rental demand

Rental demand continues to decline through September

Tuesday, October 13, 2020

The work-from-home phenomenon and pandemic continue to shift rental demand patterns across Canada as tenants look for cheaper locations farther from their place of employment.

According to the latest data from Rentals.ca, rents in September were down 9.5 per cent overall with rents in downtown Toronto for a one-bedroom home dropping below the 2,000 mark for the seventh straight month.

“Toronto is seeing the biggest decline in rental and condo apartment rental rates on average among major municipalities in Canada; this is driven by the rapid decline in downtown condo rents, with many recently completed buildings seeing rates drop by 10 to 15 per cent annually,” said Ben Myers, president of Bullpen Research & Consulting. “Several of the condos experienced listings growth of 100 per cent to 200 per cent annually—a textbook example of what happens with less demand and more supply.”

Rental demand in six GTA cities

Mississauga came in third for average monthly rent for a one-bedroom home at $1,932 and eighth for average monthly rent for a two-bedroom at $2,152.

Burlington finished fourth for average monthly rent for a one-bedroom home at $1,883 and 12th for average monthly rent for a two-bedroom at $2,009.

Oakville came in sixth for average monthly rent for a one-bedroom home at $1,841 and fourth for average monthly rent for a two-bedroom at $2,268.

North York finished seventh for average monthly rent for a one-bedroom home at $1,819 and for average monthly rent for a two-bedroom at $2,189. Year over year, average monthly rent for a one-bedroom was down 5.5 per cent in September and down 11.9 per cent for a two-bedroom.

Brampton came in 13th for average monthly rent for a one-bedroom home at $1,614 and 15th for average monthly rent for a two-bedroom at $1,904.

Oshawa finished 21st for average monthly rent for a one-bedroom home at $1,360 and 19th for average monthly rent for a two-bedroom at $1,661.

Influx of new supply

The decline in average monthly rent at downtown properties can be attributed to the high number of condos for rent, and there is a significant influx of new supply hitting the market via completed projects.

Adding to the challenging conditions, the reduction in demand for short-term rentals from tourist and out-of-town contract workers has added vacancies—as has the fact that many students attending downtown colleges and universities have remained at home for virtually learning.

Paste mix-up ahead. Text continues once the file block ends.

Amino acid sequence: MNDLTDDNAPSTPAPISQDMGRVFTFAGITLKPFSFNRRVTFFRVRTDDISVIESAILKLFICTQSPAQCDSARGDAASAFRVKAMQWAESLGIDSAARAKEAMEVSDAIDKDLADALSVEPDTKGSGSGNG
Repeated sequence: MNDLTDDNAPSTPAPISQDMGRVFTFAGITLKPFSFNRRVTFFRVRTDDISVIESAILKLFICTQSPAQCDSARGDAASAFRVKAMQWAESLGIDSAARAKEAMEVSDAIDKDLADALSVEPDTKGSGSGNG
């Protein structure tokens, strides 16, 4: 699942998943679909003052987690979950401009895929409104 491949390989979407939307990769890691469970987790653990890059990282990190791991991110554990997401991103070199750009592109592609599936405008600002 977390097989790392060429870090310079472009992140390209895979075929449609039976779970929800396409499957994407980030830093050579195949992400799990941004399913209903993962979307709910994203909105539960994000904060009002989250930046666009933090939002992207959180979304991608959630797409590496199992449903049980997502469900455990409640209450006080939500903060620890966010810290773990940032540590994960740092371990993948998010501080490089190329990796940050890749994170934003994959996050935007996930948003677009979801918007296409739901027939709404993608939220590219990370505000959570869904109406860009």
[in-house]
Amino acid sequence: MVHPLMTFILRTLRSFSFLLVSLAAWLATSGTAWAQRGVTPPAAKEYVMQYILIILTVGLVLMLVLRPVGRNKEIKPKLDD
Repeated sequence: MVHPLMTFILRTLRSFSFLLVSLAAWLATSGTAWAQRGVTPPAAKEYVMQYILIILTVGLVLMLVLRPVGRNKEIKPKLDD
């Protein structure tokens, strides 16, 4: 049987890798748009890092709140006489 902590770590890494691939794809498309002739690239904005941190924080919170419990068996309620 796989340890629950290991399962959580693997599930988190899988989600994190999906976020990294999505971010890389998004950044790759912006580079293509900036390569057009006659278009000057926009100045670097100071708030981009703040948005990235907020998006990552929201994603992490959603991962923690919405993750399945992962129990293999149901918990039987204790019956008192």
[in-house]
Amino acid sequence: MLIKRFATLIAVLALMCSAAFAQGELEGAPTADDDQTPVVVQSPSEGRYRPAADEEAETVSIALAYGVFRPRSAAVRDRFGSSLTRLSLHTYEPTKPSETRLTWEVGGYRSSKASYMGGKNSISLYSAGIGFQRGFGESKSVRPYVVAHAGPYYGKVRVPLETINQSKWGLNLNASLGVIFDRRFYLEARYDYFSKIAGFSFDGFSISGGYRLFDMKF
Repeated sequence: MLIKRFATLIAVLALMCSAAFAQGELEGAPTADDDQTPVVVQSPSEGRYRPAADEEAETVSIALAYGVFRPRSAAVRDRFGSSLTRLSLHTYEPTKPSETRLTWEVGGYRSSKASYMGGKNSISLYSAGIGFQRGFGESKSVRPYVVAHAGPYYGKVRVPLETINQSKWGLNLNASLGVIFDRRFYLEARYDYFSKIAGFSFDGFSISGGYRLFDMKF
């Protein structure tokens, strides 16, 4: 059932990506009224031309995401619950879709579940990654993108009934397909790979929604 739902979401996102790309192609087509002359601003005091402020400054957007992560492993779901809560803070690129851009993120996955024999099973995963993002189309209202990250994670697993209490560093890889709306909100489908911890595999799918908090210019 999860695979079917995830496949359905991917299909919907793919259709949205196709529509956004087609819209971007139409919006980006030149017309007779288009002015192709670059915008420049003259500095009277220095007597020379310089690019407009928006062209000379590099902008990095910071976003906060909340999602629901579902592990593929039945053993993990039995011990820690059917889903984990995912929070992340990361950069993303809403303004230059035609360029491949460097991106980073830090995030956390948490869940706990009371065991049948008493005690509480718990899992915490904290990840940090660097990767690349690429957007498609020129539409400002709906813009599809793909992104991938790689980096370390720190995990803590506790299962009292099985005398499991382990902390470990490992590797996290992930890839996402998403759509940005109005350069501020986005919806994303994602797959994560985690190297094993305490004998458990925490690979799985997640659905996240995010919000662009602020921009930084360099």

Other major markets

Toronto and North York, along with Winnipeg, saw drops in rental rates of about 14 per cent. Toronto’s -14.1 per cent annual rent drop is the worst in the country among major markets.

Montreal (17.2 per cent) and Kitchener (11.5 per cent) were the only two major municipalities in all of Canada to see rent appreciation for apartments and condo rentals. (Hamilton and London were removed from the chart because of a high number of listings from new purpose-built rental apartment projects pulling the average rent up).

Vancouver posted the highest average annual rent for apartments and condo rentals at $2,249, followed by Toronto at $2,158; Etobicoke next at $2,095; Mississauga at $2,066; and Vaughan at $2,044. North York is the only other municipality showing average annual rents of above $2,000 per month at $2,025.

In Vancouver, the average rent for single-family homes in the third quarter was $2,553 per month, lower than condo apartments, and down 29 per cent annually. Condo rents in Vancouver are down 17 per cent in Q3-2020 versus Q3-2019.

The most bizarre results are in Montreal, where average condo rents were down 17 per cent annually while the average rental apartment rents were up 20 per cent. According to Rentals.ca changes in the location, unit size, balcony size, level of finish, or unit views can vary significantly from quarter to quarter and impact the rental rates charged by landlords. Secondly, owners of rental apartments are more likely to offer rental incentives like a month or two free rent.

 Other key takeaways from the October National Rent Report:

  • Lloydminster had the lowest average monthly rent of the 35 cities listed for a one-bedroom home in September at $737, and Prince Albert had the lowest average monthly rent for a two-bedroom at $855.
  • On a provincial level, British Columbia had an average rent of $2,065 per month, edging out Ontario ($2,040) for the highest average rents in September for all property types. British Columbia was one of just two provinces to post positive year-over-year rent growth, joining Quebec.
  • The average monthly rent is down for all bedroom types in Canada with one-bedroom suites falling 6.3 per cent annually to just under $1,600. Two-bedroom units fell by 5.4 per cent year over year to about $1,890 per month. Three-bedroom units in the third quarter declined from $2,258 per month to $2,155 per month, a 4.6 per cent decline. Four-bedroom homes saw the smallest drop (-3.6 per cent) to $2,725 per month.
  • The latest employment data suggests Canada added nearly 380,000 jobs in September, and analysts have estimated that 75 per cent of employees who lost their jobs during the early months of the pandemic have been rehired or found new work.
  • With schools open and day cares re-opening, and the paring back of government assistance programs, more Canadians have the ability and motivation to return to work, and/or look for work. More employed Canadians and more hiring results in more demand for housing, and could send the rental trendline climbing upward again this winter.

The complete rent report can be found at: Rentals.ca

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